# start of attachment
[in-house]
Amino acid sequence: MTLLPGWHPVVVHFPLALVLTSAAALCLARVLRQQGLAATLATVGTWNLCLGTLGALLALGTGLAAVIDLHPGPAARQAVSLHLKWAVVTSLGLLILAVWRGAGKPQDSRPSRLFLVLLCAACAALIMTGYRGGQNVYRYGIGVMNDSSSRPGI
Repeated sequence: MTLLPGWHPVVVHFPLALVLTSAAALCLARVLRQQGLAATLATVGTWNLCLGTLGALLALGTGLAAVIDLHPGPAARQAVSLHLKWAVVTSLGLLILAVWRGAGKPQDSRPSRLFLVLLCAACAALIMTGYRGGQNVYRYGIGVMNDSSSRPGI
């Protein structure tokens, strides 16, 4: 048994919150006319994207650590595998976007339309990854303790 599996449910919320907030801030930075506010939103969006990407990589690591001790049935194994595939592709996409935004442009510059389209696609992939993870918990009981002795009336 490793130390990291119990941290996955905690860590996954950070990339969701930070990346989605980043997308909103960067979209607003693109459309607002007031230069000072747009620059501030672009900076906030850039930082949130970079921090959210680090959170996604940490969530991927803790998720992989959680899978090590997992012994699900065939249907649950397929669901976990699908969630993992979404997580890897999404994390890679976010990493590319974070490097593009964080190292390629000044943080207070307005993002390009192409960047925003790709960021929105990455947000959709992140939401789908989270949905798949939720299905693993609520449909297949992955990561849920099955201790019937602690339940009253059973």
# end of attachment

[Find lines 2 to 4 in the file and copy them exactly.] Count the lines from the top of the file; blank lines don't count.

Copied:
Amino acid sequence: MTLLPGWHPVVVHFPLALVLTSAAALCLARVLRQQGLAATLATVGTWNLCLGTLGALLALGTGLAAVIDLHPGPAARQAVSLHLKWAVVTSLGLLILAVWRGAGKPQDSRPSRLFLVLLCAACAALIMTGYRGGQNVYRYGIGVMNDSSSRPGI
Repeated sequence: MTLLPGWHPVVVHFPLALVLTSAAALCLARVLRQQGLAATLATVGTWNLCLGTLGALLALGTGLAAVIDLHPGPAARQAVSLHLKWAVVTSLGLLILAVWRGAGKPQDSRPSRLFLVLLCAACAALIMTGYRGGQNVYRYGIGVMNDSSSRPGI
């Protein structure tokens, strides 16, 4: 048994919150006319994207650590595998976007339309990854303790 599996449910919320907030801030930075506010939103969006990407990589690591001790049935194994595939592709996409935004442009510059389209696609992939993870918990009981002795009336 490793130390990291119990941290996955905690860590996954950070990339969701930070990346989605980043997308909103960067979209607003693109459309607002007031230069000072747009620059501030672009900076906030850039930082949130970079921090959210680090959170996604940490969530991927803790998720992989959680899978090590997992012994699900065939249907649950397929669901976990699908969630993992979404997580890897999404994390890679976010990493590319974070490097593009964080190292390629000044943080207070307005993002390009192409960047925003790709960021929105990455947000959709992140939401789908989270949905798949939720299905693993609520449909297949992955990561849920099955201790019937602690339940009253059973």